The first column specifies a chromosome or sequence name. The next two columns are 1-based inclusive start and end positions of a region with uniform (possibly gender-dependent) ploidy. The fourth column indicates a gender (or * for any gender) and the fifth column gives the expected integral ploidy for the combination of region and gender. An asterisk in any column is interpreted as a wild card. Thus, the last line in the example indicates that all human chromosomes other than X and Y have an expected ploidy of 2. We do not currently try to handle mitochondrial DNA in the ploidy map.

  • reference.gendermask.bed
  • This is a bed file that is used to mask regions with unreliable read depth on human sex chromosomes. This is currently used only for automated gender estimation during preprocessing. You can optionally create such a mask manually to help with gender estimation if appropriate for your organism and reference genome.

  • reference.svmask.fasta
  • This alignability mask is computed based on the reference genome and a default k-mer length, using the Genome STRiP ComputeGenomeMask utility.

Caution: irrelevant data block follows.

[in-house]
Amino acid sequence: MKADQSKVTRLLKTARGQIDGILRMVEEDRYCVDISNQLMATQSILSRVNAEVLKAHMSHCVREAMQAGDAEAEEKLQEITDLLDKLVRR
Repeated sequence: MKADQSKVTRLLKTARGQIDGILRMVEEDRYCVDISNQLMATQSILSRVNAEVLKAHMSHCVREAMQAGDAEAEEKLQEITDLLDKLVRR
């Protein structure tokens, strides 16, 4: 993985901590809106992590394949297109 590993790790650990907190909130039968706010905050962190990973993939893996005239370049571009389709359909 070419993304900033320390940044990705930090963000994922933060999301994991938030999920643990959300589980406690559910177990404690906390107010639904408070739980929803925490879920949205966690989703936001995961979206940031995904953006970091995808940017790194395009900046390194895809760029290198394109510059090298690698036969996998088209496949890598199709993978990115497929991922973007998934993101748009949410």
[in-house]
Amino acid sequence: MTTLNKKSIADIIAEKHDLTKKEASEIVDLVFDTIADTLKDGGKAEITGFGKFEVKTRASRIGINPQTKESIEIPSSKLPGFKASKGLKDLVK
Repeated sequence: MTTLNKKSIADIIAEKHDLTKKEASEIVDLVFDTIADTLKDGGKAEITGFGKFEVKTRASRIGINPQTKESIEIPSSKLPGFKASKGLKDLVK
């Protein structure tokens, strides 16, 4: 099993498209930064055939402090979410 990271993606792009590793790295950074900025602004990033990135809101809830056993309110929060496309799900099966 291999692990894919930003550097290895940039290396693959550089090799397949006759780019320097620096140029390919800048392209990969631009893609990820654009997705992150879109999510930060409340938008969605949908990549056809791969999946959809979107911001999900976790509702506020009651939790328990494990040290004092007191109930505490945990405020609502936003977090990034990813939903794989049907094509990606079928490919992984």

Selecting a good k-mer length is currently a bit fiddly. The k-mer length used should be based on the shortest read length in the majority of your data set, although for human we have been satisfied with using a 100bp alignability mask for data sets with longer reads (e.g. 150 or 250bp). If most of your reads will be 100bp or longer, you can simply create and use a 100bp alignability mask. Using a slightly shorter k-mer mask (relative to your input data read lengths) is preferable to using one where the k-mer size is too long relative to most of the input data, however it also does not seem to matter much if only a small fraction of your input data has reads shorter than the target k-mer size.